A mouse model of embolic focal ischemic stroke for investigation of anti-thrombotic therapies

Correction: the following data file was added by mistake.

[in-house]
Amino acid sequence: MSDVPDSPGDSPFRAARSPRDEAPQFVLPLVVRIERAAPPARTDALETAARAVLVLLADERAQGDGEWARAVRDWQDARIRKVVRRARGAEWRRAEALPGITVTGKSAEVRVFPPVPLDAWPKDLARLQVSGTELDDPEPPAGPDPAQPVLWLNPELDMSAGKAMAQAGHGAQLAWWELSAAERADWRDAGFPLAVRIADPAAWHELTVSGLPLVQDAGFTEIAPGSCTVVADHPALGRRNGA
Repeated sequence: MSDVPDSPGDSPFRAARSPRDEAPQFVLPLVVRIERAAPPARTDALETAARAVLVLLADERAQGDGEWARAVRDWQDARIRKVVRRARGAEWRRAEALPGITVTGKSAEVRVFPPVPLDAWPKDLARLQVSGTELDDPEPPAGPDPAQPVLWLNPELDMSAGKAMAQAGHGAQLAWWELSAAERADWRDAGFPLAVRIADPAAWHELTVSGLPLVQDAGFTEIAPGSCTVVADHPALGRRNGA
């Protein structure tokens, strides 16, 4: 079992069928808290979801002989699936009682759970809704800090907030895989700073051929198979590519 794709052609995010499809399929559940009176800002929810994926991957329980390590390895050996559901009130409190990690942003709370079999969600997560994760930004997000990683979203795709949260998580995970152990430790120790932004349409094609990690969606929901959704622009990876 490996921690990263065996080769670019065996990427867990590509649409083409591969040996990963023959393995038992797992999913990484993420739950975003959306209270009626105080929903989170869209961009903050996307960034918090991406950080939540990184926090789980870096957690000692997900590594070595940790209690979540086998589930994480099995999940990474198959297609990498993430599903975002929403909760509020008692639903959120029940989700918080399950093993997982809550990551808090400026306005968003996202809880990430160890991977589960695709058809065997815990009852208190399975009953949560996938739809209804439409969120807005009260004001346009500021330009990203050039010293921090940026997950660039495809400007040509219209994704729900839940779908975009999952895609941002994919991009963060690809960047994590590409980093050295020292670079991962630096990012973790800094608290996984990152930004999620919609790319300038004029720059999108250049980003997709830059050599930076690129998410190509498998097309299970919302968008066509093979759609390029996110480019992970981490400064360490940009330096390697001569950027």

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[ACCESS RESTRICTED TO THE UNIVERSITY OF MISSOURI AT AUTHOR'S REQUEST.] Stroke is the third leading cause of death in the United States and the major cause of adult disability. Ischemic stroke accounts for about 87 percent of all cases, and is a condition in which there is insufficient blood flow and poor oxygen supply to the brain to meet metabolic demand, thus causing complex pathophysiology and damage to neurons and glial cells. Release of excitatory neurotransmitters such as glutamate and activation of ionotropic glutamate receptors such as that mediated by N-methyl-D-aspartic acid (NMDA) contribute to influx of calcium and stimulation of a train of events leading to mitochondrial dysfunction and neuronal apoptosis. Ischemia also triggers activation of matrix metalloproteinases (MMPs), known to play a role in degradation of extracellular matrix and disruption of blood brain barrier (BBB) and induction of neuronal cell death. Even though there are several models to mimic the effects of ischemic stroke, the embolic focal cerebral ischemic model is unique and one representing the most relevant physiological changes of ischemic stroke in human. Therefore, this embolic ischemic model may be used to identify the ischemia/stroke-induced brain damage due to lack of oxygen supply and other physiological stress, and studies to investigate potential drugs or agents for therapeutic purposes.
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